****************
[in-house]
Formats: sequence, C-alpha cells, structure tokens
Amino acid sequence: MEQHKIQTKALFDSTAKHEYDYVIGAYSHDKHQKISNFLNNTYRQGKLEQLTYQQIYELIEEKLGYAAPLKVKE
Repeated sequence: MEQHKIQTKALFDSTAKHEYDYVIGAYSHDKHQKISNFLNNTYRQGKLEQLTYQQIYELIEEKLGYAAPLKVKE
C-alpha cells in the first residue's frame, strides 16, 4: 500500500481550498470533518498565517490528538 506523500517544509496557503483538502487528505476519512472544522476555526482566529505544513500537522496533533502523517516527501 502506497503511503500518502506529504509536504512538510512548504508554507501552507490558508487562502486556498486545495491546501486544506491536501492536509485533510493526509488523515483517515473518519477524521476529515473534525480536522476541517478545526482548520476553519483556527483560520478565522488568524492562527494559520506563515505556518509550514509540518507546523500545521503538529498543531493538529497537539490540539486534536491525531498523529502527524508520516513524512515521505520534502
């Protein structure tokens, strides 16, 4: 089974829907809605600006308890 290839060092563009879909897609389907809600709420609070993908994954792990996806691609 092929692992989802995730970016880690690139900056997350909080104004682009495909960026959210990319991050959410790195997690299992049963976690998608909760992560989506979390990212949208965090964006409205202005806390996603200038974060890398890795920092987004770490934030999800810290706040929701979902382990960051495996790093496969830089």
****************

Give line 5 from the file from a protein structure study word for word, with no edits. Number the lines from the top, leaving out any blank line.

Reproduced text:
C-alpha cells in the first residue's frame, strides 16, 4: 500500500481550498470533518498565517490528538 506523500517544509496557503483538502487528505476519512472544522476555526482566529505544513500537522496533533502523517516527501 502506497503511503500518502506529504509536504512538510512548504508554507501552507490558508487562502486556498486545495491546501486544506491536501492536509485533510493526509488523515483517515473518519477524521476529515473534525480536522476541517478545526482548520476553519483556527483560520478565522488568524492562527494559520506563515505556518509550514509540518507546523500545521503538529498543531493538529497537539490540539486534536491525531498523529502527524508520516513524512515521505520534502